‘No Doubt or Ambiguity’: Hawkish US Senators Want Dramatic Upgrade to Taiwan Support
18:13 GMT 17.06.2022 (Updated: 12:44 GMT 19.06.2023)
© AP Photo / Susan WalshSen. Lindsey Graham, R-S.C., talks about the the Build Back Better bill during a news conference on Capitol Hill in Washington, Friday, Dec. 10, 2021.
© AP Photo / Susan Walsh
The launching of Russia’s special operation in Ukraine has been exploited by hawkish US politicians to further increase support for Taiwan, claiming China is preparing its own operation to reunite the island with the mainland.
Two US senators introduced a bill on Friday to overhaul Washington’s relationship with Taiwan, including dramatically increasing military aid to the autonomous island and designating it a “Major Non-NATO Ally.”
“As Beijing continues to seek to coerce and isolate Taiwan there should be no doubt or ambiguity about the depth and strength of our determination to stand with the people of Taiwan and their democracy,” US Sen. Bob Menendez, the chairman of the Senate Foreign Relations Committee, said in a Friday news release. The bill is co-sponsored by Sen. Lindsey Graham (R-SC).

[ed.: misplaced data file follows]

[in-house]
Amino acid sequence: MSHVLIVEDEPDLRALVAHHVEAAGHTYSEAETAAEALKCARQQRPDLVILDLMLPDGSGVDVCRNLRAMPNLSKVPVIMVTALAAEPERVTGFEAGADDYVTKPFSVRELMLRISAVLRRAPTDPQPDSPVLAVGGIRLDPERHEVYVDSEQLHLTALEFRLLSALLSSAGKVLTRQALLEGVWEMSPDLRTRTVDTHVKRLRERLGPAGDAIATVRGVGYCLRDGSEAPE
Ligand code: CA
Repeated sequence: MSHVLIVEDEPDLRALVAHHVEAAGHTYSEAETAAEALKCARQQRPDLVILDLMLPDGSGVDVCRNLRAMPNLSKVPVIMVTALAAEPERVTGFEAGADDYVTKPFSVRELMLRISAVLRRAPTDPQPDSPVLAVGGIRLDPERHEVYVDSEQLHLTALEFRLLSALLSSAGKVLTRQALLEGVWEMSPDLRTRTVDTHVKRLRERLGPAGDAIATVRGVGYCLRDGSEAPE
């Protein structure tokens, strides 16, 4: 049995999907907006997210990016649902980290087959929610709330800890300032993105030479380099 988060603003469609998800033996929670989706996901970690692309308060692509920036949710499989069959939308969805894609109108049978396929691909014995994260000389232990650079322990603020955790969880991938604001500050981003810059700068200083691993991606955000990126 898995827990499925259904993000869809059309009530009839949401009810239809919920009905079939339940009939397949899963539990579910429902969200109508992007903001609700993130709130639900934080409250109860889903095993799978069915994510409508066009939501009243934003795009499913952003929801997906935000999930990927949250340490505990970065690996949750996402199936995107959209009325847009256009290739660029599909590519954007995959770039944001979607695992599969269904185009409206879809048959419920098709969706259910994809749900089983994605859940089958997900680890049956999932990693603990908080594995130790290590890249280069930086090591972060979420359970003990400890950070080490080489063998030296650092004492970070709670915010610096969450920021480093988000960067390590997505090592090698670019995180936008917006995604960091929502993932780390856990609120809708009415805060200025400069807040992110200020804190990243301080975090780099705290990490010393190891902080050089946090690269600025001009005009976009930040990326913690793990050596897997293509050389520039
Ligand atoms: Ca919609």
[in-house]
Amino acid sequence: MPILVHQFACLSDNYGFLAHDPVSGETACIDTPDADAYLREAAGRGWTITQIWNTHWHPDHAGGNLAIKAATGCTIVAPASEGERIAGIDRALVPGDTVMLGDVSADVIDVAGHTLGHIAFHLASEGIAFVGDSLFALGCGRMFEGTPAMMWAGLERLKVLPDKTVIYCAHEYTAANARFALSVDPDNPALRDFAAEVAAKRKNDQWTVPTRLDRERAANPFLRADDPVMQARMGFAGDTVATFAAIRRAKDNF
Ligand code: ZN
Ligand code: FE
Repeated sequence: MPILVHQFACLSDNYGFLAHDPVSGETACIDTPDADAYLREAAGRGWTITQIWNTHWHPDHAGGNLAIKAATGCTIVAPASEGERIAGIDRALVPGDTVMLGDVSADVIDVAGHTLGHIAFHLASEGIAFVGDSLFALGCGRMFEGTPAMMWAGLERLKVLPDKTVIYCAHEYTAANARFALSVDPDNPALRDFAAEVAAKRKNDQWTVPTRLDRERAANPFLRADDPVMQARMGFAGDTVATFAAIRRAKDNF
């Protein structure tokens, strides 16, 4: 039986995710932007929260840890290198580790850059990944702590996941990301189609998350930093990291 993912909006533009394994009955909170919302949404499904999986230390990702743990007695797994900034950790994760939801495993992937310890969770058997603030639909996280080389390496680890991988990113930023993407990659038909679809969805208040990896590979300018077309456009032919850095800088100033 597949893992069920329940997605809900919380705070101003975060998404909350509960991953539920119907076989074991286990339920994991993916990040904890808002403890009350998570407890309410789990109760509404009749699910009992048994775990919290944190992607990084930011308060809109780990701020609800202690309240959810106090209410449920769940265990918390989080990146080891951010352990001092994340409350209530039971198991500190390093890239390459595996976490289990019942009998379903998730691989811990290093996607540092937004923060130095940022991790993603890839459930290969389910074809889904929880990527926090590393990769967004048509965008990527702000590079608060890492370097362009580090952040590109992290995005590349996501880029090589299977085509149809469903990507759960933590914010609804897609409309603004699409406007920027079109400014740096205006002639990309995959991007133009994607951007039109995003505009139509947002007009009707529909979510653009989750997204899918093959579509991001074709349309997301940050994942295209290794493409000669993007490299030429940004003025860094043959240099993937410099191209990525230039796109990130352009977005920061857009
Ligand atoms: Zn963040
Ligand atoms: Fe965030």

Taiwan’s de facto foreign ministry thanked Washington for the bill, calling it a “flagship” proposal.
The so-called Taiwan Policy Act of 2022 would provide a total of $4.5 billion in military aid to Taiwan over the next four years and loosen the requirements for that aid from the present requirement that the weapons be useful only in a “defensive manner” to “arms conducive to deterring acts of aggression by the People’s Liberation Army (PLA),” China’s military.